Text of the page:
Have you ever sat in the office of a psychiatrist or a therapist or a counselor? I don’t know about you, but I can’t handle it. Sitting across from a cheap wooden desk in a plastic chair in front of some kind of Walmart wisdom motivational poster. I always felt like I was in my high school guidance counselor’s office again, trying to avoid eye contact with someone with a shaky grasp on an AA degree trying to tell me what I should do. No thanks.
The issues which brought me into a therapist’s office didn’t magically melt away after the one half-assed appointment I did before I quit yet another activity that required me to regularly show up somewhere at a given time. No shocker. I was still a mess. The broken engagement, dead end job and nearly-dead mom still hung heavy on my soul. It was all a thick winter coat I couldn’t take off no matter how hard the sun shone in the Texas summer sky.
The problem was that I was a modern creature of the Internet. Other than a few very close friends, the only people I actually talked to in-person anymore were all clerks who I didn’t get into it much further with than a “Hi,” “How are you doing?” and “Good, you?” If lucky.
I find it funny that life has been reduced to two people asking how each is doing with both lying by saying “good.” It’s probably why I have withdrawn into my computer. At least trolls are honest about their sentiment.
Given my dwindling social interaction capabilities, I did research into online counseling. I was thrilled to find that there were numerous options available. Most let you do something as discrete as have an IM chat or exchange emails. Email sounded like the setup for me. I hated Skype and Facetime even more than talking to people in-person.
Once I put in my credit card information into a site called OnlineCounselor.com for a very reasonable monthly amount, I was able to send an email to the counselor of my choice (some guy named Evan who had a degree from UT, like me) to get things started.
My initial email could be about anything, but the site suggested doing a general introduction with a little about why you are seeking counseling. Here goes…
My name is Phoebe. I am a 27-year-old woman who lives in a small town in Texas. I work doing data entry remotely for a company in Houston and spend most of my free time on social media, watching TV, and working out at home on my workout bike. I live in the same town where I grew up, and have only left the state of Texas once to visit family in Oklahoma.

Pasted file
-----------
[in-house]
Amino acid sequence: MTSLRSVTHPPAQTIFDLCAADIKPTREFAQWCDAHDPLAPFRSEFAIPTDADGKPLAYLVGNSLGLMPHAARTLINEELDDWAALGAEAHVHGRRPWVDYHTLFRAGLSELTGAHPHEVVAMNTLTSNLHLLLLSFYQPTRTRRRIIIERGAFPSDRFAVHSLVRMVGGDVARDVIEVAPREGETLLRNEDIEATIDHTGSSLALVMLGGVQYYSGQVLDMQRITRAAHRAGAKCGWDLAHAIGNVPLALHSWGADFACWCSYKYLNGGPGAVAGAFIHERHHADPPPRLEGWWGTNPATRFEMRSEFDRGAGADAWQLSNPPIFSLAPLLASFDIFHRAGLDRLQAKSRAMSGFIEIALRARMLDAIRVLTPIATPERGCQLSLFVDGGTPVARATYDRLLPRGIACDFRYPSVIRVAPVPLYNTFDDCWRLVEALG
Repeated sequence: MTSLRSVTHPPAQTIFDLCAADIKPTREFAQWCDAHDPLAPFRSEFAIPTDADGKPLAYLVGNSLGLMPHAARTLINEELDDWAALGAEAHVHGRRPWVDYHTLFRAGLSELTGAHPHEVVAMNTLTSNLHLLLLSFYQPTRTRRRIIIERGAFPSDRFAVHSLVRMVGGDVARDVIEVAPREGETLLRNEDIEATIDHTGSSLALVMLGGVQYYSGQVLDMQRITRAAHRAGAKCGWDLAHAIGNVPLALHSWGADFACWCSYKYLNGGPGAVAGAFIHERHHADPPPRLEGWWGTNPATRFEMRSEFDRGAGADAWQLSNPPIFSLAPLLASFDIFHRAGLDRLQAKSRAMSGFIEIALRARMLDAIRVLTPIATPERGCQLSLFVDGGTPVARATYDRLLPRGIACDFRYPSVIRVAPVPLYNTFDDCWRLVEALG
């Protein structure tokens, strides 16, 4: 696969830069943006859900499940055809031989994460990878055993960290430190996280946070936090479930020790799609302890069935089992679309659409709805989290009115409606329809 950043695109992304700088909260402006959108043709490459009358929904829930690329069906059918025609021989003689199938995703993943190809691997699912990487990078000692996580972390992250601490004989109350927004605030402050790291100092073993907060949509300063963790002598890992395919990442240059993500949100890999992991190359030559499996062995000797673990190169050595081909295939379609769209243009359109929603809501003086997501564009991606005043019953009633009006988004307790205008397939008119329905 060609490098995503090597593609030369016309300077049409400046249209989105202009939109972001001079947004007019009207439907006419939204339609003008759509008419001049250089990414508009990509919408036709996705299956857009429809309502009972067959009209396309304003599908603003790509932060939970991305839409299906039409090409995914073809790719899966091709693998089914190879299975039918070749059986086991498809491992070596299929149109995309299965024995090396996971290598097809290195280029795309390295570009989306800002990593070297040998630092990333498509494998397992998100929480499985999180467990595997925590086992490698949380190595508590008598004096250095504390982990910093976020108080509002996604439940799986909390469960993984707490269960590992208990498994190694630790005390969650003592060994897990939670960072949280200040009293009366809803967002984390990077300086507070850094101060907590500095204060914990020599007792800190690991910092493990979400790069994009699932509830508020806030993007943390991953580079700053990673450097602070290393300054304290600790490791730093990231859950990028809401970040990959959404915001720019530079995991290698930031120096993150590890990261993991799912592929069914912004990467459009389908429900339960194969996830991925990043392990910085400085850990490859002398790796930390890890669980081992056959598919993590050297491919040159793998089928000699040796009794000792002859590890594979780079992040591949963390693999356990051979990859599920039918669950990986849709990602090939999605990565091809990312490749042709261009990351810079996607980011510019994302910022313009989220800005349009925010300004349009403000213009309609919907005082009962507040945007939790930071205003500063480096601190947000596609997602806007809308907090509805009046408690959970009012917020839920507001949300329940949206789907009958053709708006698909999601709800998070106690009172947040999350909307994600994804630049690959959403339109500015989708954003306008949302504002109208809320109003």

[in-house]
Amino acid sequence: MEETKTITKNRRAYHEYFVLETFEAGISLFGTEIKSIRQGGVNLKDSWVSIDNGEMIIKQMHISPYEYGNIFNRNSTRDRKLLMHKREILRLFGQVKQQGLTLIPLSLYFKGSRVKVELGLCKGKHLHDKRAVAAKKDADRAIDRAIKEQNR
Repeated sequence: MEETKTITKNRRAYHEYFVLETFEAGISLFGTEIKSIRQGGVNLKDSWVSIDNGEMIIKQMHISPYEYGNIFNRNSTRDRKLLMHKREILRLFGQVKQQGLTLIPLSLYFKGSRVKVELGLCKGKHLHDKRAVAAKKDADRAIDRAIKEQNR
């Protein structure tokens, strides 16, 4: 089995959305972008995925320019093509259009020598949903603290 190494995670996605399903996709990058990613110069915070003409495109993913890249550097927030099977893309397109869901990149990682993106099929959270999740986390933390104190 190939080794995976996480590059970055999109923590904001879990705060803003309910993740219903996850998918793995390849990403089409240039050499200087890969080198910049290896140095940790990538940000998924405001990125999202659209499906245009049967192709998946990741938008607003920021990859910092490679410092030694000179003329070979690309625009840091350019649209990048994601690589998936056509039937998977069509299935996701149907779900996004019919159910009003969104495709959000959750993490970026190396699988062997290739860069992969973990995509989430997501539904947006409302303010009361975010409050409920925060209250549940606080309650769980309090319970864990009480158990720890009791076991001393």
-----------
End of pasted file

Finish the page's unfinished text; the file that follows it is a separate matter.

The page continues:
I think I have depression and that I have had it my entire adult life, but never addressed it. I think the reason I never have is because I had an ignorant understanding of depression from TV and movies. I thought depression meant you laid in bed all day, crying your eyes out, thinking about killing yourself and listening to sad music. My depression was always more of a slow malaise, a disinterest in life. I only realized it when I got so deep into it that I realized I am basically living my life underwater. While I might not feel stereotypically sad or depressed, I am never really happy. I think I need to do something about it.
I want to say I am really excited about this email format. I have tried in-person counseling/therapy, but it has never worked for me.
Look forward to hearing back from you.
I anxiously awaited an answer from my counselor “Evan.”
I received my response before the end of the day.
Nice to meet you and I look forward to being your counselor. It was very nice to hear a little bit about you and I look forward to learning more.
I hope I am able to help you. Your submission is currently being reviewed and you should receive feedback from me (Evan), shortly.
I wanted to throw up my afternoon string cheese and carrots. The whole thing felt like a form response. I was worried I had been swindled. I assumed Evan’s real name was Robot and my credit card information had already been compromised. I thought about cancelling everything, but figured I would give it at least one day.